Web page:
Suppose you are a machine learning researcher, someone came up to you showing a model he developed. He says:

  1. My model is doing much better than all existing models on predicting independent dataset. But...
  2. Out of tens of features, only three features are kept for the final model.
  3. The cross-validated training and testing accuracies are lower than the accuracy on independent data.
  4. The real mechanism behind problem is actually not known and seems complex. The independent data is published and commonly accepted. The training and testing data are lab-generated but not biased towards the independent data.

Would you believe the results? What things you would criticize?

As it looks like a homework, let me put a bit more details:

The published dataset size is too small to build statistical learning model to match the problem complexity. Therefore based on a hypothesis, a larger dataset is generated for building a machine learning system which will be evaluated by the published data. However the generated data are quite noisy with many potential false positives and false negatives. After feature selection, a small fraction of considered features are relevant for the model building but turns out to predict the independent dataset well. I tried hard to make all facts correctly done, but still would like to hear more critics.

  • 1
    $\begingroup$ Is this homework? $\endgroup$
    – Firebug
    Apr 23, 2018 at 12:07
  • 1
    $\begingroup$ @Firebug, it's a problem I work on. Regarding the third point in my question, the feature statistics among training and independent data are actually consistent. If I explain that the higher accuracy is resulted from easiness of the data points, and the lower accuracy on training is partly due to noisiness in data, would you think this is a sensible model? I am looking for critics from professions. Thank you. $\endgroup$
    – doubllle
    Apr 23, 2018 at 12:33

1 Answer 1


I would be concerned about something called "data leakage". Basically if you're trying to predict something but one of your features 'secretly' has more information than your model should know, that feature will become overly important.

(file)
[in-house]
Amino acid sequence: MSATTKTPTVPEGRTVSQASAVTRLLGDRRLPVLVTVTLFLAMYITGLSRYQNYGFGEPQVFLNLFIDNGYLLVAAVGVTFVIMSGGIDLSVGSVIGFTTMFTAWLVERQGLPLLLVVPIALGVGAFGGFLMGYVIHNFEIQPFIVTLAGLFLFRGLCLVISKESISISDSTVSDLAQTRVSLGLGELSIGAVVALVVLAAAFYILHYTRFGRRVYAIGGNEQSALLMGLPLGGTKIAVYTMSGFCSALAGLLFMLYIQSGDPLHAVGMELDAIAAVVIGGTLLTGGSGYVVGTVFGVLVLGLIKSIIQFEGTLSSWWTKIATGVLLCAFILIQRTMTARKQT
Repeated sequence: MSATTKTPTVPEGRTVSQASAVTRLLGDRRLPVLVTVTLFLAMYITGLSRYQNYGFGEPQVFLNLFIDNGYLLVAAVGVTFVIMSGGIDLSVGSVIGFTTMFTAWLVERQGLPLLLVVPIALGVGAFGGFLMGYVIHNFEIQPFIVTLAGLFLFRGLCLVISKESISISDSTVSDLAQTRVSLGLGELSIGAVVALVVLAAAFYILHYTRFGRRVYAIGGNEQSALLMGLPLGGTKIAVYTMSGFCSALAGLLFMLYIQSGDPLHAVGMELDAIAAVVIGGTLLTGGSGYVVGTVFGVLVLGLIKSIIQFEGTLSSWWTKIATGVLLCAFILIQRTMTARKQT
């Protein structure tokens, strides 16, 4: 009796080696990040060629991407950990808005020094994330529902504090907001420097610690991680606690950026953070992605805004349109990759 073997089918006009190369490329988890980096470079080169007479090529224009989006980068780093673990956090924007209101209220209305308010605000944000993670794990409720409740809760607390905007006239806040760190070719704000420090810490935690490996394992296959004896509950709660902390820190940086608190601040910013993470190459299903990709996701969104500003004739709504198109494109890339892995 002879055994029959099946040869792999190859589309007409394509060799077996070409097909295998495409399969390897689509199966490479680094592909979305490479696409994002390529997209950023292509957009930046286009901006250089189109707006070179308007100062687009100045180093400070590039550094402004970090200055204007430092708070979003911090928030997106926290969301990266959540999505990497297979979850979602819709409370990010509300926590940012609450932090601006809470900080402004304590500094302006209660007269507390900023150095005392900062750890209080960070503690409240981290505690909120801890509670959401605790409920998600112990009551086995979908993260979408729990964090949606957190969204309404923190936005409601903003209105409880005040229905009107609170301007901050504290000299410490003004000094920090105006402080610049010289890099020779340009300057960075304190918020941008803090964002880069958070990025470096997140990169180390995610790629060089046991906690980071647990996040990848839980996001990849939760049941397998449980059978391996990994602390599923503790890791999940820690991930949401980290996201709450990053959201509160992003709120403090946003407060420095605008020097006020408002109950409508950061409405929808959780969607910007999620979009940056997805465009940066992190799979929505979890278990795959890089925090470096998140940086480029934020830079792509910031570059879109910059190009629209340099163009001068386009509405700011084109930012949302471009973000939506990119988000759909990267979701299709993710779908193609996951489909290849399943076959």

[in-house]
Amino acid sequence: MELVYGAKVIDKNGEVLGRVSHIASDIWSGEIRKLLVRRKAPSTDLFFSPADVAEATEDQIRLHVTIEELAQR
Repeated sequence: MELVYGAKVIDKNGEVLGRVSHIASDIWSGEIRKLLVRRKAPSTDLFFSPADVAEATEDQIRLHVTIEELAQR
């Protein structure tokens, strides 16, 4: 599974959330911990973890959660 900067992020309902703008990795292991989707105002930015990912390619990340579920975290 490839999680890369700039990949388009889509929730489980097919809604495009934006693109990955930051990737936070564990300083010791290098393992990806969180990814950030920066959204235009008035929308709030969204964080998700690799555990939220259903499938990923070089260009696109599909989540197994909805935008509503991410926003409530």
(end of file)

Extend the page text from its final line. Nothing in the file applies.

For example, if one was doing a regression trying to predict home prices and in this simple example one of the features was property tax, that could end up being the most dominant feature. For simplicity if it's one city say the property tax is 1%. A good enough model could determine that it only needs to multiply the property tax feature by 100 to get a nearly perfect (low error) result.

A lot of "too good to be true" scenarios in modeling come from data leakage.

That said, again using home price regression as the example, out of potentially several hundred features a few tend to be far more important than others. For example square footage, number of bedrooms, zip code, etc.

You also mention in the clarification that the published data isn't large enough to fit a model to. Depending on the number of samples in that data you may be able to do bagging on the published data to get a better idea of how your model/hypothesis are doing. (Since you mention in 3 that your accuracy is better on the real data than the synthetic data)

Ultimately the answer to "is this believable" would come down to understanding of the problem and data.

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    $\begingroup$ Great analysis! I do have an important feature which contributes ~50% by an importance ranking. Do you mean if one wants to prevent "data leakage", an overly important feature should be skipped? For binary classification, the decision boundary might be dominantly determined by this very feature. I think skipping important information is not very good. Maybe do some tricks like feature weighting? $\endgroup$
    – doubllle
    Apr 24, 2018 at 8:06
  • $\begingroup$ It really depends on your domain knowledge. It might make complete sense that one feature is super important relative to the others. Ideally you would understand why this particular feature is so important relative to the others. Going back to the house regression example, it's kind of intuitive that the size of the house or number of rooms would contribute greatly to the overall value. $\endgroup$
    – Brian H
    Apr 24, 2018 at 8:44
  • $\begingroup$ Also, you might want to experiment with modeling with the very good feature held out but adding in other features. If the model goes back to performing like other models historically then that might be an indicator that there's a problem. Or maybe you have just had a bit of a breakthrough. ;-) $\endgroup$
    – Brian H
    Apr 24, 2018 at 8:45
  • $\begingroup$ I did hold out the most important one, and tried intensively feature combinations. Without this feature, models performed significantly worse. Thanks a lot for the discussion. I accepted your answer. $\endgroup$
    – doubllle
    Apr 24, 2018 at 9:04

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